Few moments beat the cinematic brilliance of Gene Wilder channeling Dr. Frederick Frankenstein in 1974’s Young Frankenstein. As he waits for the monster he’s pieced together to stir, he screams heavenward, “Life! Life, do you hear me? Give my creation… LIIIIIIFE!!!” Of course, anybody familiar with this cautionary tale knows things go downhill for Frankenstein after the reanimation of his monster. Nevertheless, various researchers around the world continue to work on ways to circumvent death.
One of the latest endeavors is downright horrifying — it involves the reanimation of deceased spiders, namely wolf spiders, to create what can only be described as miniature versions of the claw machines seen at carnivals. Except these claws machines come with a gruesome biological twist. As if seeing one zombie-like spider isn’t enough, scientists have even used the Frankenstein-like arachnids to pick up other dead wolf spiders.
Researchers have turned dead spiders into necrobotic grippers capable of lifting items that weigh more than 100 times their own body weight. pic.twitter.com/GHYaJSXF5H
— CBS News (@CBSNews) July 28, 2022
Starting to feel your skin crawl? Keep reading for the inside scoop on eight-legged necrobots.
A Dead Spider Curled Up in a Ball
Although the concept of necrobot spiders sounds a lot like a subplot of Mary Shelley’s famous horror tale, the discovery had nothing to do with the novel Frankenstein. Instead, it started with a group of researchers at Rice University. After discovering a dead spider curled up in a ball in their engineering laboratory, they were inspired to find out why spider legs ball up tightly against the abdomen after death, per Smithsonian Magazine. What they uncovered yielded the concept behind necrobots.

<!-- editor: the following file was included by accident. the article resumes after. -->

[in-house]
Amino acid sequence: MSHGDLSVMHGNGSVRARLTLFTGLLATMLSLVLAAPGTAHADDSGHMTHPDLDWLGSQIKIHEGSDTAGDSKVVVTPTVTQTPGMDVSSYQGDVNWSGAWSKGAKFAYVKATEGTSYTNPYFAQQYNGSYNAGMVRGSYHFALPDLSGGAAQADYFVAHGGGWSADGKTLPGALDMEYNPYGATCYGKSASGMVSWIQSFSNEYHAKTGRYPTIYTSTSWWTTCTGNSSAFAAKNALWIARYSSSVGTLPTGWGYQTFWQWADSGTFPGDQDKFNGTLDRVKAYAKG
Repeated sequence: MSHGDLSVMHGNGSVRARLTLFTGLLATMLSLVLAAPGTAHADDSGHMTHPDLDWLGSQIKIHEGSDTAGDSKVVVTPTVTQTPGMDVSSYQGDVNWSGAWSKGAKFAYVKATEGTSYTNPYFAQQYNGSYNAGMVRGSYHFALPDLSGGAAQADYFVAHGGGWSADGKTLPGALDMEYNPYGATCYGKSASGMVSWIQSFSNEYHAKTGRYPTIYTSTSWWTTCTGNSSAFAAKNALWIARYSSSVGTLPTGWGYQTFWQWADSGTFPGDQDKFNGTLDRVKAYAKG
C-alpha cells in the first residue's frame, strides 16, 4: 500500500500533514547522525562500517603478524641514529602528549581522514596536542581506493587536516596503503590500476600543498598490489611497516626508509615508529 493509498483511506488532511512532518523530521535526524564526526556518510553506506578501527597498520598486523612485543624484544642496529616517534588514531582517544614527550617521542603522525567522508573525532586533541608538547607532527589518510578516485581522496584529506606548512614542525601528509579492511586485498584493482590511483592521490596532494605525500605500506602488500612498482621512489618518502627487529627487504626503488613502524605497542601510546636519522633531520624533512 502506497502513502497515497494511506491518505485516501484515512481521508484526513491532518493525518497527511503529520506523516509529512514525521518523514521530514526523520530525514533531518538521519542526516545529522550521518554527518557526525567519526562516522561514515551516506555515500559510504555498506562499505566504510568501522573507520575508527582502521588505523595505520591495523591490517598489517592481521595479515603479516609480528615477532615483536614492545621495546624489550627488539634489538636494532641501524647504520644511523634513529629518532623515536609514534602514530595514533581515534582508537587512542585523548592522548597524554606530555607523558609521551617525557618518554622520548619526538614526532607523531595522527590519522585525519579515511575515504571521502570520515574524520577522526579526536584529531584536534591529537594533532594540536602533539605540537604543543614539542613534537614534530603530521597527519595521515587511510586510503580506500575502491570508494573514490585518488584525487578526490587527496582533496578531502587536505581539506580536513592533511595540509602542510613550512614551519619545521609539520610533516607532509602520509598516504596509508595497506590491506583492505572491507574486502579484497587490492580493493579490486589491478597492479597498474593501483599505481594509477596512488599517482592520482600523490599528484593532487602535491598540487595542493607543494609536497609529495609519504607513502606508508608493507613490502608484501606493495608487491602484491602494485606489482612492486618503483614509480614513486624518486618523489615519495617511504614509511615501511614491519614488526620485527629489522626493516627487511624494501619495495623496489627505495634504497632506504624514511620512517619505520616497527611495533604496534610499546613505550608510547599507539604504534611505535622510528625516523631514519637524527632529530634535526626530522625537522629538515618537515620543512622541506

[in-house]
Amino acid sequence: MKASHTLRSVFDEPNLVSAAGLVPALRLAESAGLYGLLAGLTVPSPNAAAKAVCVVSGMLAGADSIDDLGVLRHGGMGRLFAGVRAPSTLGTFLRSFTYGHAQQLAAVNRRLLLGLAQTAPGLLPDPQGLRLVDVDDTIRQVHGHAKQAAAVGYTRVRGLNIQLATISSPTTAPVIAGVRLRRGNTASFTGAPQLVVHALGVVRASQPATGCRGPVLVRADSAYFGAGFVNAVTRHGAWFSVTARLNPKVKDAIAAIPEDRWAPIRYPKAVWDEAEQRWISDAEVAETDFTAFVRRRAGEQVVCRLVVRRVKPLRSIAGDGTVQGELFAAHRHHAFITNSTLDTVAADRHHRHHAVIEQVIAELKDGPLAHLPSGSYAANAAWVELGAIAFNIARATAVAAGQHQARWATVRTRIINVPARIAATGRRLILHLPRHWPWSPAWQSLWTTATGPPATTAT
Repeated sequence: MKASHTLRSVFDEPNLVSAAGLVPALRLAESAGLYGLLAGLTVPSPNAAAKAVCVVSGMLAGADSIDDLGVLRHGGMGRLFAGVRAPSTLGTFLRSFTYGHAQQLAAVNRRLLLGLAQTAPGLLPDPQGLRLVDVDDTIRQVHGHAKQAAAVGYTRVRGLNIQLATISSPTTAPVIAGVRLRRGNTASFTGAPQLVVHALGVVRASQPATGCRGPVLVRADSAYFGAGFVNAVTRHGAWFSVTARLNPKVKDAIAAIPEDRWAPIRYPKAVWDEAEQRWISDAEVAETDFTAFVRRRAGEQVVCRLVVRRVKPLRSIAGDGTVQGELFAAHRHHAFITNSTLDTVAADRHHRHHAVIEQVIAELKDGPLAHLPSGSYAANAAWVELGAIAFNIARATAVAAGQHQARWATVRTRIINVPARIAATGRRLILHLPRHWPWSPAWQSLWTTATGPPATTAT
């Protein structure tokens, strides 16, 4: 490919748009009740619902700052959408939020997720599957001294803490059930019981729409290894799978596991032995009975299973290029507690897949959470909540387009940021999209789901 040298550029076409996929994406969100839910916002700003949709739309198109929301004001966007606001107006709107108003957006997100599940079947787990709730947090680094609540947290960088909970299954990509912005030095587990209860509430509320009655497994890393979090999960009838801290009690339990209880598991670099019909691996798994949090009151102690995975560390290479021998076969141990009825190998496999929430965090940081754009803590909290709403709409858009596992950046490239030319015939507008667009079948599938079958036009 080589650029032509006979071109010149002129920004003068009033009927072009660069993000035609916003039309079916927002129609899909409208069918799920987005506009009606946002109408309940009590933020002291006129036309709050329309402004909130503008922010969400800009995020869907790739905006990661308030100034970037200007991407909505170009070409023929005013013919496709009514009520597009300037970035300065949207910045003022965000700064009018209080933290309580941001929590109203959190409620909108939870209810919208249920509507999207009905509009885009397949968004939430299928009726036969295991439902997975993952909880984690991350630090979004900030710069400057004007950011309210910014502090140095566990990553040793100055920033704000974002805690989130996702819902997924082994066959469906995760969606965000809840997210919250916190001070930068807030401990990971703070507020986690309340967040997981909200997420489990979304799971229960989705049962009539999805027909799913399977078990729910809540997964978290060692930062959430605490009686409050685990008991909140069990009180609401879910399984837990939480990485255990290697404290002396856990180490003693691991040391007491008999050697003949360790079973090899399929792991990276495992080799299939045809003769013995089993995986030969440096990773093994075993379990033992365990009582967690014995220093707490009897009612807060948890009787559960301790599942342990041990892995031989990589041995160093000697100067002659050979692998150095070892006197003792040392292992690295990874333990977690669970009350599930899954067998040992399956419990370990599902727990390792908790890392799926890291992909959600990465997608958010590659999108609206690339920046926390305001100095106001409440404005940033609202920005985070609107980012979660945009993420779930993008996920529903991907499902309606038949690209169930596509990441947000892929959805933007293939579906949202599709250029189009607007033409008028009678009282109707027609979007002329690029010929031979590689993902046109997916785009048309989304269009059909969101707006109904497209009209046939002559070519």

As researchers delved more deeply into the anatomy of spiders, they realized that arachnid legs are similar to hydraulic pressure systems. When a critter expires, the hydraulic system breaks down, hence the final contraction of the legs. Having stumbled upon this so-called hydraulic system, the team decided to reverse engineer it. Once they cracked the code, they could body-snatch dead arachnids, transforming them into veritable machines.
All Smoke, Mirrors, and Puffs of Air
If you assume the reanimation of spider corpses is some kind of magic or illusion, you’re far from alone. But we can assure you, there are no smoke and mirrors when it comes to hijacking spider cadavers. Rather, it’s all about perfectly placed puffs of air. Using these spurts of air at strategic locations along each wolf spider’s corpse brought success in straightening all the legs simultaneously before allowing them to curl up again.
But researchers didn’t want to stop there. Like Dr. Frankenstein, the allure of triumphing over death proved too attractive a concept to ignore. And, fortunately, the necrobots’ creators didn’t need lightning or human cadavers to bring their strange creations to life. Further experimentation even allowed them to move the legs in a claw-like motion facilitating the pick-up of various diminutive objects.
Why Wolf Spiders?
You may be wondering why the researchers settled on wolf spiders for their experimentation. After all, couldn’t any old spider bodies do? Yes and no. You see, wolf spiders were a natural choice because of their ability to lift much heavier objects than themselves. Moreover, they have microscopic hairs on their legs, which translate into plenty of extra gripping power.
These biological advantages make wolf spiders the ideal creatures to pick up everything from irregularly shaped meshes to fragile electrical components and even those previously mentioned dead wolf spider bodies. Daniel Preston, senior author of the study, notes, “Our work here presents the first step in this new avenue of research, which we expect will extend to locomotion of necrobots by independently actuating each leg of the spider” (via The Register). Not everybody’s sold on the utility of spider corpses. But one thing’s for sure — the experiment has the potential to give even the biggest arachnid lover the heebie-jeebies!
By Engrid Barnett, contributor for Ripleys.com